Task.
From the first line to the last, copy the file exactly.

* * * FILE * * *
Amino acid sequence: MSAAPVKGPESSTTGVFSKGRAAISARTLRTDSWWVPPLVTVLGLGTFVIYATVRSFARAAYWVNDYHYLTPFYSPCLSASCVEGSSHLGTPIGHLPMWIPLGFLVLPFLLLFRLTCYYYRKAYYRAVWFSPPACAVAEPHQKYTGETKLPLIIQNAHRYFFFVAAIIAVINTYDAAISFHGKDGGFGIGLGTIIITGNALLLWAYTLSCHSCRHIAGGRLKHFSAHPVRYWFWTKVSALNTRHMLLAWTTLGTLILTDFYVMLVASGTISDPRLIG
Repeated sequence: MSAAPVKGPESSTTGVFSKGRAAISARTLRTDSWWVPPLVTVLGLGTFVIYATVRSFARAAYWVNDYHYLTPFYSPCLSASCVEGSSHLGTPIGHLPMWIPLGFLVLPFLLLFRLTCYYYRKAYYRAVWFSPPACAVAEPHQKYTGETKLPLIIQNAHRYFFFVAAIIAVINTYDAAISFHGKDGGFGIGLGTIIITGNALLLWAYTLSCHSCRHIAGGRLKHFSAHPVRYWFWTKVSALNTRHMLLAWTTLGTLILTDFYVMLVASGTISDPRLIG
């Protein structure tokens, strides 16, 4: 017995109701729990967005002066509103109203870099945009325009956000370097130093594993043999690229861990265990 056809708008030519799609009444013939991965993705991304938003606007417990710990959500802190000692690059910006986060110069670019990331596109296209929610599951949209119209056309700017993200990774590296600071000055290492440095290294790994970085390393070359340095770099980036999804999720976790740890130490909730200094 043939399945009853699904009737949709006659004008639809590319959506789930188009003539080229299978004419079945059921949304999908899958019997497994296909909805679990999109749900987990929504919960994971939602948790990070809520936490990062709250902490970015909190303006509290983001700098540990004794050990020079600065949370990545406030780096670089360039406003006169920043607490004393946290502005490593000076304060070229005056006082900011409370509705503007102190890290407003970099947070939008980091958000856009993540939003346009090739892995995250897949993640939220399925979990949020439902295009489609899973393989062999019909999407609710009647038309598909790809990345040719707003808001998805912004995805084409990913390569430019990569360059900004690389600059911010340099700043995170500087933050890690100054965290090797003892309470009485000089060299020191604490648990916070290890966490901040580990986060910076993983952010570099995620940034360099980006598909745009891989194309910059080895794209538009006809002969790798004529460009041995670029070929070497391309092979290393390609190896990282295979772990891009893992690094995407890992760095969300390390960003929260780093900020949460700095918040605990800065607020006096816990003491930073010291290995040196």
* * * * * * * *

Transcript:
Amino acid sequence: MSAAPVKGPESSTTGVFSKGRAAISARTLRTDSWWVPPLVTVLGLGTFVIYATVRSFARAAYWVNDYHYLTPFYSPCLSASCVEGSSHLGTPIGHLPMWIPLGFLVLPFLLLFRLTCYYYRKAYYRAVWFSPPACAVAEPHQKYTGETKLPLIIQNAHRYFFFVAAIIAVINTYDAAISFHGKDGGFGIGLGTIIITGNALLLWAYTLSCHSCRHIAGGRLKHFSAHPVRYWFWTKVSALNTRHMLLAWTTLGTLILTDFYVMLVASGTISDPRLIG
Repeated sequence: MSAAPVKGPESSTTGVFSKGRAAISARTLRTDSWWVPPLVTVLGLGTFVIYATVRSFARAAYWVNDYHYLTPFYSPCLSASCVEGSSHLGTPIGHLPMWIPLGFLVLPFLLLFRLTCYYYRKAYYRAVWFSPPACAVAEPHQKYTGETKLPLIIQNAHRYFFFVAAIIAVINTYDAAISFHGKDGGFGIGLGTIIITGNALLLWAYTLSCHSCRHIAGGRLKHFSAHPVRYWFWTKVSALNTRHMLLAWTTLGTLILTDFYVMLVASGTISDPRLIG
């Protein structure tokens, strides 16, 4: 017995109701729990967005002066509103109203870099945009325009956000370097130093594993043999690229861990265990 056809708008030519799609009444013939991965993705991304938003606007417990710990959500802190000692690059910006986060110069670019990331596109296209929610599951949209119209056309700017993200990774590296600071000055290492440095290294790994970085390393070359340095770099980036999804999720976790740890130490909730200094 043939399945009853699904009737949709006659004008639809590319959506789930188009003539080229299978004419079945059921949304999908899958019997497994296909909805679990999109749900987990929504919960994971939602948790990070809520936490990062709250902490970015909190303006509290983001700098540990004794050990020079600065949370990545406030780096670089360039406003006169920043607490004393946290502005490593000076304060070229005056006082900011409370509705503007102190890290407003970099947070939008980091958000856009993540939003346009090739892995995250897949993640939220399925979990949020439902295009489609899973393989062999019909999407609710009647038309598909790809990345040719707003808001998805912004995805084409990913390569430019990569360059900004690389600059911010340099700043995170500087933050890690100054965290090797003892309470009485000089060299020191604490648990916070290890966490901040580990986060910076993983952010570099995620940034360099980006598909745009891989194309910059080895794209538009006809002969790798004529460009041995670029070929070497391309092979290393390609190896990282295979772990891009893992690094995407890992760095969300390390960003929260780093900020949460700095918040605990800065607020006096816990003491930073010291290995040196």